The Heresy of Underestimating God’s Grace. (Redemption in Christian Community part II)

This is part II in a series on redemption. In yesterday’s post I talked about the puzzling problem of a culture that seems to love redemption, but doesn’t seem at all compelled by the real redemption that is central to the Christian message. Why is that? I think the problem lies in two separate but related functional heresies at work in the Church (here meaning heresies in what beliefs are reflected in the way we behave, even if we swear up and down with large conferences, studies and sermon series’ to the contrary). The first is the heresy of core goodness; that we were simply good people on a wrong path before Christ came and saved us. The second is the heresy of surface neatness, as opposed to deep righteousness.
The first heresy works to make us, at least in the way we act, imagine that some people are beyond salvation, by imagining that we were not “beyond salvation” before God came and saved us, regardless of how respectable we were at the time.
Just by way of review, let me remind us of where we were before God found us. We were one of the “all” that were going their own we, we were not doing righteousness, because none were (read Romans Ch 1-3 for a full elucidation of the topic… and yes, Romans 1 applies to all of us). The simple fact was that our righteousness was as dirty rags (and so our evil was even worse). We were not seeking God, we were seeking our own righteousness when God saved us.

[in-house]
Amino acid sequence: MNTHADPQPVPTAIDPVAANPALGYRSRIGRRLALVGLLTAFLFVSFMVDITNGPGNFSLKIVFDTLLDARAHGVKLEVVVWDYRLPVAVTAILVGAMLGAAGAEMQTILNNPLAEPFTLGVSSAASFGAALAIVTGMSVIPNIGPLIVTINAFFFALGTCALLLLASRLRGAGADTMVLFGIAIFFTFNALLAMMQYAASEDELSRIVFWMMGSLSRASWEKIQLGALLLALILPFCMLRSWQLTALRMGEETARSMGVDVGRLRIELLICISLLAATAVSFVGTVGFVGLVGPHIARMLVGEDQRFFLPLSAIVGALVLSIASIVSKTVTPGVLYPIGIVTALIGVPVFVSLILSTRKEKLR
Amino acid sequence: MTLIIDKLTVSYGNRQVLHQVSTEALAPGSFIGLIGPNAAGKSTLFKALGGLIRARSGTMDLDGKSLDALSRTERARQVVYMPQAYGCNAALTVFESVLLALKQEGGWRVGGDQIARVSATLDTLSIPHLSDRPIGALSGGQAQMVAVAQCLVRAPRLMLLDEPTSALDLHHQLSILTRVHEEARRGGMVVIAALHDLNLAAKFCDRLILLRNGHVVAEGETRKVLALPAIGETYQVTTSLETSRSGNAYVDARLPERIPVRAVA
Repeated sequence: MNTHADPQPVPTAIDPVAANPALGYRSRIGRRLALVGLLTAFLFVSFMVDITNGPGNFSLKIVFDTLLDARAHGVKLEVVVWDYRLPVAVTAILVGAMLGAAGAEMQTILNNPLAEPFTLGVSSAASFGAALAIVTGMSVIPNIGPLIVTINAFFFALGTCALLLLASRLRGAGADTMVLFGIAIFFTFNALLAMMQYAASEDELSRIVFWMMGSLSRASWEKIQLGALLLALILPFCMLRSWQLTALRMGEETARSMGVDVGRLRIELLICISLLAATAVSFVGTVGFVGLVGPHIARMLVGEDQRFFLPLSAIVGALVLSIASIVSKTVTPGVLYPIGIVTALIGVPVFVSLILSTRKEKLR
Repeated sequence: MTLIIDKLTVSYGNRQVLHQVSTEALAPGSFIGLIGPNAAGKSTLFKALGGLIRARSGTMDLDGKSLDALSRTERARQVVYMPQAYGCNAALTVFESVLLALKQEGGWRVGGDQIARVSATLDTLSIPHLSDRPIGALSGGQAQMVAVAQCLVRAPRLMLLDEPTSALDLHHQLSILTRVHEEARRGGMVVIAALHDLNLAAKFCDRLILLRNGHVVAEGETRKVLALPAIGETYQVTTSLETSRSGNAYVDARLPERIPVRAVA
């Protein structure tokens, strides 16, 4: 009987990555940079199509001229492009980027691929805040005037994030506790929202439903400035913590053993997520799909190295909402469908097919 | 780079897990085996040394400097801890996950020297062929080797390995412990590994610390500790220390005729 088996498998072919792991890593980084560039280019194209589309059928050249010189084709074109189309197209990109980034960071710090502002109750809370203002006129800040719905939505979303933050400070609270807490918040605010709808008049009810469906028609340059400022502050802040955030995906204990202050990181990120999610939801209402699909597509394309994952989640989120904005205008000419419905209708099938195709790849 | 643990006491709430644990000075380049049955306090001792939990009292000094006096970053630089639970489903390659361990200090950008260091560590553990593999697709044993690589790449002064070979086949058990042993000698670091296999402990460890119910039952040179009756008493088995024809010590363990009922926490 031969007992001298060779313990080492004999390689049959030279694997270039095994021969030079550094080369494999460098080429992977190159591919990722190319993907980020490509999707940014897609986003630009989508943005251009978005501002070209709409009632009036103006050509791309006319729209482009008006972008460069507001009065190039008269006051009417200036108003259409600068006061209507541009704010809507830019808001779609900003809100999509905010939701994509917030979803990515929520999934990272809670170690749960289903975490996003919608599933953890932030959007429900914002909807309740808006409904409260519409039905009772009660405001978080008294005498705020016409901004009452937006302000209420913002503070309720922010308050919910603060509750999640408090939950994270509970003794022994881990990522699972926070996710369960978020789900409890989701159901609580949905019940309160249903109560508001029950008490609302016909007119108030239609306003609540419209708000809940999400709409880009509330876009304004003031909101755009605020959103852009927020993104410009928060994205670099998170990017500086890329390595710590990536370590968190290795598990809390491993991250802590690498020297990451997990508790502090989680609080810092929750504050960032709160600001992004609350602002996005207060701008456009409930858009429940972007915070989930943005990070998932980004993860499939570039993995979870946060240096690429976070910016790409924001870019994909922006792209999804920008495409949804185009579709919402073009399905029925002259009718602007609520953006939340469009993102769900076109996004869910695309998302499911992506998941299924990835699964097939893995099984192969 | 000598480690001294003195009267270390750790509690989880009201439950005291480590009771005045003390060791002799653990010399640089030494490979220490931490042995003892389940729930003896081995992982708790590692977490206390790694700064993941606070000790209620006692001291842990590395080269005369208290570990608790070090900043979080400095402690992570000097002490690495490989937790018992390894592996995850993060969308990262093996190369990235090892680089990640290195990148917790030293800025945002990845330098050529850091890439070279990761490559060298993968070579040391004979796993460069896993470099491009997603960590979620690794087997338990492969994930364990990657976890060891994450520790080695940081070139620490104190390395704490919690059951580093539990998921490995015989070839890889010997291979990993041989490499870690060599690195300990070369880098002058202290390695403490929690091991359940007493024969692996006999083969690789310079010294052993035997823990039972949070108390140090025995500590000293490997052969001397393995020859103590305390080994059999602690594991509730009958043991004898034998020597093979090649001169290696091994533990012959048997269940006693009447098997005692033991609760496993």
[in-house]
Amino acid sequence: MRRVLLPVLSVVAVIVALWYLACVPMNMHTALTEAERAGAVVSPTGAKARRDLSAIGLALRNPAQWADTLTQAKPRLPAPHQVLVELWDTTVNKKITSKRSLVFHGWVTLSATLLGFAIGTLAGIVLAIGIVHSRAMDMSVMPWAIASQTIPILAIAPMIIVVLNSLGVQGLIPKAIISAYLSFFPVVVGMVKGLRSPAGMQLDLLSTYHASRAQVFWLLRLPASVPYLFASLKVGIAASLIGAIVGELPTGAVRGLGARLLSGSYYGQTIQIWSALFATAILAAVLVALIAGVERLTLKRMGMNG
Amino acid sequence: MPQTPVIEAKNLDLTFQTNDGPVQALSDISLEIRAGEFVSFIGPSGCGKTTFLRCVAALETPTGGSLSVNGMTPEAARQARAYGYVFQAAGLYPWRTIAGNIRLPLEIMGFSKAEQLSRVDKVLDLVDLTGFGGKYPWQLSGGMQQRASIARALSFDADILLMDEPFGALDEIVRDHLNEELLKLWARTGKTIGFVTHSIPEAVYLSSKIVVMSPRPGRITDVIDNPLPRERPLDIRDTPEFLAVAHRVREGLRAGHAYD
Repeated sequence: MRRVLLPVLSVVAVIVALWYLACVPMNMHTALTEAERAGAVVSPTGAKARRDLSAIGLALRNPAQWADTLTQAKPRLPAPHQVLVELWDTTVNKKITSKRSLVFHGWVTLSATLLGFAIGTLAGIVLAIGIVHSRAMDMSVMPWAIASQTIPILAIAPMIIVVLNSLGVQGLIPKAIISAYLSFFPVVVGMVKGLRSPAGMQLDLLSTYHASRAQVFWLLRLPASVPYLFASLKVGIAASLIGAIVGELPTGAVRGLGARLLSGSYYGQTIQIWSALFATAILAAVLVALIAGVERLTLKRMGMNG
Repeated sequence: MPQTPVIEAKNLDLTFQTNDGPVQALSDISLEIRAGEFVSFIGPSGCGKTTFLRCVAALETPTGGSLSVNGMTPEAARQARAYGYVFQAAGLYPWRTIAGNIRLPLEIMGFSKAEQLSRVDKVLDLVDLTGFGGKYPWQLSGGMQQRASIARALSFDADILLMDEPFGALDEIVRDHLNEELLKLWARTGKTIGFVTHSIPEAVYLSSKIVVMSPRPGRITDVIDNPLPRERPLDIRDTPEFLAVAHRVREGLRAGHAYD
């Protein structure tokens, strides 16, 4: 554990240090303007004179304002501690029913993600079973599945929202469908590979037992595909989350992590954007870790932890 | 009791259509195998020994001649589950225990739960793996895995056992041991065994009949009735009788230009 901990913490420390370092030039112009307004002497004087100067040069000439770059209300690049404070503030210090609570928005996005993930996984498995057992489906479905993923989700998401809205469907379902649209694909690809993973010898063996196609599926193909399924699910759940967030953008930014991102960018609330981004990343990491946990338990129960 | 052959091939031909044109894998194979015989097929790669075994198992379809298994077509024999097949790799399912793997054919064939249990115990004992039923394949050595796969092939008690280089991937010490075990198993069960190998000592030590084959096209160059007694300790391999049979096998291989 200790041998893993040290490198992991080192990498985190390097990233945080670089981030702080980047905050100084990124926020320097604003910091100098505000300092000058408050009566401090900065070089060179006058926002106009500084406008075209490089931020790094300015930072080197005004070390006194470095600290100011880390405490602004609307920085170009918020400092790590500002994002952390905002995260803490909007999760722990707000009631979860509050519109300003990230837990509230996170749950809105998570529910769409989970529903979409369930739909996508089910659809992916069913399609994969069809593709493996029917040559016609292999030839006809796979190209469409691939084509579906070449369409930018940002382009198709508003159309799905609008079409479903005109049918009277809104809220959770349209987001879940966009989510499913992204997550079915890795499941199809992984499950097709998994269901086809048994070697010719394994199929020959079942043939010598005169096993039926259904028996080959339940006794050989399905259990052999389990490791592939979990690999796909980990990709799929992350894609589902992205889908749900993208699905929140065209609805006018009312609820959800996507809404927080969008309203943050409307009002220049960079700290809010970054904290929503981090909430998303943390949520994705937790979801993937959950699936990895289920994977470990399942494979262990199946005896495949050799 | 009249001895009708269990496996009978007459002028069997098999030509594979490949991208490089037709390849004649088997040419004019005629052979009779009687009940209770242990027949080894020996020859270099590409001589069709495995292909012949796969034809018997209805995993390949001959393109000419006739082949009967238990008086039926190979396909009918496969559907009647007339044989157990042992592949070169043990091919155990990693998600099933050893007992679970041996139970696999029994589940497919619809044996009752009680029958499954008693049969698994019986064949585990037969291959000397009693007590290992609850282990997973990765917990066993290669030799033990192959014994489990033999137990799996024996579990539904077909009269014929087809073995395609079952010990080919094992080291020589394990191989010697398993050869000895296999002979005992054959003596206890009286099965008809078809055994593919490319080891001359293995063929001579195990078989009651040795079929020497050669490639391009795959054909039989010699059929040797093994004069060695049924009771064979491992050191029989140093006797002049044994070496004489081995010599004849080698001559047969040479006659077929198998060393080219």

By forgetting this, we imagine that certain people (usually people who don’t meet our standards of surface neatness… more on that tomorrow) are beyond God’s salvation. We may use religious language to cloak it (misappropriating Jesus’ words about pearls before swine), but the result is the same, we believe we were closer to God when he saved us than those other people are, so there is no reason to have patience with people who struggle with sins that are different from our own.
It’s also going to mean that we’re going to have “second class Christians” (or even go so far as to call other people not Christian) for “sins” that are minor in the Biblical metanarrative (drinking alcohol, failing to divest of investments in politically problematic companies), all the while ignoring sins that are major (failing to love people created in the image of God…. all people, or failing to love God).
This gets really dark when it’s linked with the other major functional heresy. More tomorrow

Author: Stephen Dawe

Steve is a part-time vocational elder Calvary Baptist Church, St. John's as well as a full-time student at Memorial University of Newfoundland, in the Religious Studies Department.